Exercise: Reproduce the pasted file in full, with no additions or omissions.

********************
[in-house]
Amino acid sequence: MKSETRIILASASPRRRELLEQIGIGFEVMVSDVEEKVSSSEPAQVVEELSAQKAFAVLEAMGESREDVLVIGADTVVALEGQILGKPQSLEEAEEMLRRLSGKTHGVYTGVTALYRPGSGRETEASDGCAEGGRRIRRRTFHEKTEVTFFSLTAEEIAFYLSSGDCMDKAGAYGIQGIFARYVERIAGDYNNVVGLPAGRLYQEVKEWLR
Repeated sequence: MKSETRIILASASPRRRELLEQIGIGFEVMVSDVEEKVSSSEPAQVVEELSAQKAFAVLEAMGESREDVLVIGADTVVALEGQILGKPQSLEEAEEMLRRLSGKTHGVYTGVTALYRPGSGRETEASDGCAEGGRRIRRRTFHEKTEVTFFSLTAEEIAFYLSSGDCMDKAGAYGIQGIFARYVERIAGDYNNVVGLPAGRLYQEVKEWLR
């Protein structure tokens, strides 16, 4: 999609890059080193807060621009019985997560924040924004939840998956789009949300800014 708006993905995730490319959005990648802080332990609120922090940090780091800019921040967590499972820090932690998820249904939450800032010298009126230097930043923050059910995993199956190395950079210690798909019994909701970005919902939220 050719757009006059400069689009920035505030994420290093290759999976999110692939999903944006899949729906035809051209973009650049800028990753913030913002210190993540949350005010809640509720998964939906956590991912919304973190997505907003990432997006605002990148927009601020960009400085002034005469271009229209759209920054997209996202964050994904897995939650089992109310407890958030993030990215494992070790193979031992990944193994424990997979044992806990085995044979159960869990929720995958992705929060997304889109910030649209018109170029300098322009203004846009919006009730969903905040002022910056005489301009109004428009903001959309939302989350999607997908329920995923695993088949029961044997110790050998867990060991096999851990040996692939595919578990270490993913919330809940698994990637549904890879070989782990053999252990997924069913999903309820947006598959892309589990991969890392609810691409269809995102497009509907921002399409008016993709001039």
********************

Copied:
[in-house]
Amino acid sequence: MKSETRIILASASPRRRELLEQIGIGFEVMVSDVEEKVSSSEPAQVVEELSAQKAFAVLEAMGESREDVLVIGADTVVALEGQILGKPQSLEEAEEMLRRLSGKTHGVYTGVTALYRPGSGRETEASDGCAEGGRRIRRRTFHEKTEVTFFSLTAEEIAFYLSSGDCMDKAGAYGIQGIFARYVERIAGDYNNVVGLPAGRLYQEVKEWLR
Repeated sequence: MKSETRIILASASPRRRELLEQIGIGFEVMVSDVEEKVSSSEPAQVVEELSAQKAFAVLEAMGESREDVLVIGADTVVALEGQILGKPQSLEEAEEMLRRLSGKTHGVYTGVTALYRPGSGRETEASDGCAEGGRRIRRRTFHEKTEVTFFSLTAEEIAFYLSSGDCMDKAGAYGIQGIFARYVERIAGDYNNVVGLPAGRLYQEVKEWLR
């Protein structure tokens, strides 16, 4: 999609890059080193807060621009019985997560924040924004939840998956789009949300800014 708006993905995730490319959005990648802080332990609120922090940090780091800019921040967590499972820090932690998820249904939450800032010298009126230097930043923050059910995993199956190395950079210690798909019994909701970005919902939220 050719757009006059400069689009920035505030994420290093290759999976999110692939999903944006899949729906035809051209973009650049800028990753913030913002210190993540949350005010809640509720998964939906956590991912919304973190997505907003990432997006605002990148927009601020960009400085002034005469271009229209759209920054997209996202964050994904897995939650089992109310407890958030993030990215494992070790193979031992990944193994424990997979044992806990085995044979159960869990929720995958992705929060997304889109910030649209018109170029300098322009203004846009919006009730969903905040002022910056005489301009109004428009903001959309939302989350999607997908329920995923695993088949029961044997110790050998867990060991096999851990040996692939595919578990270490993913919330809940698994990637549904890879070989782990053999252990997924069913999903309820947006598959892309589990991969890392609810691409269809995102497009509907921002399409008016993709001039």